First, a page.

John Stemberger, former co-chairman of Rick Perry’s presidential campaign in Florida, tells National Review Online “it was just not meant for him to be president.” Although the governor is a “strong Christian man” and a “great American,” his downfall demonstrates a truth about American politics, Stemberger contends: “It doesn’t matter how much character and leadership ability you have, if you don’t have the ability to articulate a vision and be razor-sharp as a communicator, you can’t compete.”
To Perry’s decline, Stemberger attributes “the lack of preparation” and other “personal circumstances,” such as his back surgery. Perry also had a sparse debate-prep team: When Stemberger asked Perry adviser Dave Carney who was helping him prepare, the answer he received was “just us.” That answer “made me nervous,” Stemberger admits.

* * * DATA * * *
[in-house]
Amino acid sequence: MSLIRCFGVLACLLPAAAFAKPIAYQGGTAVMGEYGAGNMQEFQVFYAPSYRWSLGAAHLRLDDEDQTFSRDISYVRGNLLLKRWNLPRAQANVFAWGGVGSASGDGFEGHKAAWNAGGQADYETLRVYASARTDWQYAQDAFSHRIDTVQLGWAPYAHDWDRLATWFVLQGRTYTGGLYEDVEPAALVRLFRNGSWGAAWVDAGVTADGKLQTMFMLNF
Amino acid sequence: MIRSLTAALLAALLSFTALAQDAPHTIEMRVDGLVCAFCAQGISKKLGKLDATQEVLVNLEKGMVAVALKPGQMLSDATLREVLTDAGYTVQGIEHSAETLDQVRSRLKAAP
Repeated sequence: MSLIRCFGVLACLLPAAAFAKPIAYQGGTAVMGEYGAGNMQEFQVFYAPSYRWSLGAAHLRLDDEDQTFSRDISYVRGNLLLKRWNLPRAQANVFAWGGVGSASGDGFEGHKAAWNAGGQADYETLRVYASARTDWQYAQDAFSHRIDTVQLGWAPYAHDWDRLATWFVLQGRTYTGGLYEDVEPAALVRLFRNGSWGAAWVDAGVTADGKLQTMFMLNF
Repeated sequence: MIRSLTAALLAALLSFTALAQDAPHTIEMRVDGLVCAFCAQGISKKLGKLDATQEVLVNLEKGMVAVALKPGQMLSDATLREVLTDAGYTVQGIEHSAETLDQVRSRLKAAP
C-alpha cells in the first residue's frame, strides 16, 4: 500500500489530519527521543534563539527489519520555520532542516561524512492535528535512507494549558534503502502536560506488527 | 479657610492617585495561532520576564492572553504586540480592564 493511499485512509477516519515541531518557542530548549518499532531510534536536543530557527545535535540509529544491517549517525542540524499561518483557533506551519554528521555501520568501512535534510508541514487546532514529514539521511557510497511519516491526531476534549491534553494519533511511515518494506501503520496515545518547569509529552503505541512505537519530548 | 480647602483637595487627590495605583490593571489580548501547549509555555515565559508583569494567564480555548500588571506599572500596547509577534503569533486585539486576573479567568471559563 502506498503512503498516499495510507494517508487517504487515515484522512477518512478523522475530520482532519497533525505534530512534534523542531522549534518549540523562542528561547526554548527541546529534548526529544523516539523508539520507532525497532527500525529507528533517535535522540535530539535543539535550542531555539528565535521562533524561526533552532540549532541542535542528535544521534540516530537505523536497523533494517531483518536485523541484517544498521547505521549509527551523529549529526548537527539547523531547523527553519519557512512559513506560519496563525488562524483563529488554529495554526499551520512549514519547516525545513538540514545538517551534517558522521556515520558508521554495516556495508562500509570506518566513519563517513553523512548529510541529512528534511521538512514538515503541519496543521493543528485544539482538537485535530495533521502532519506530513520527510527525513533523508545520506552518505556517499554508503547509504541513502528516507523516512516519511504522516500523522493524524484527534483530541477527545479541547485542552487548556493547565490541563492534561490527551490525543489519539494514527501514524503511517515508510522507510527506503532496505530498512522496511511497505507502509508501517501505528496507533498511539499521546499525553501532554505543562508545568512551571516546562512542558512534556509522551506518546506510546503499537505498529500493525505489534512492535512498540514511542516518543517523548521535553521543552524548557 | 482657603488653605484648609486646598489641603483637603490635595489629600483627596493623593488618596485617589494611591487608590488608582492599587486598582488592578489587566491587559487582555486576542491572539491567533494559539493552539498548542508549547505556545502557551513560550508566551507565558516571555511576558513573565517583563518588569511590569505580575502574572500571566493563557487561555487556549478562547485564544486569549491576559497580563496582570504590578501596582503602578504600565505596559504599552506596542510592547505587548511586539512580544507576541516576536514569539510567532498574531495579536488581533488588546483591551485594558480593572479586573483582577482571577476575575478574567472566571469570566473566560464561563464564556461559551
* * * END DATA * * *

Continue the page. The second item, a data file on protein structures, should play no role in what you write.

Stemberger now supports Rick Santorum. He believes Perry’s decision to drop out was “smart,” though endorsing Newt Gingrich “was not a good decision from my perspective.”
Asked about Santorum’s prospects, Stemberger responds, “Look, he was way down below [his opponents in] single digits until my counterpart Bob Vander Plaats endorsed him — that was not an expected decision. It obviously had a great impact and showed that evangelicals are a very significant, perhaps the most significant voting bloc that’s cohesive in a Republican primary.”
“If evangelicals speak with one voice, they can control the process,” Stemberger concludes.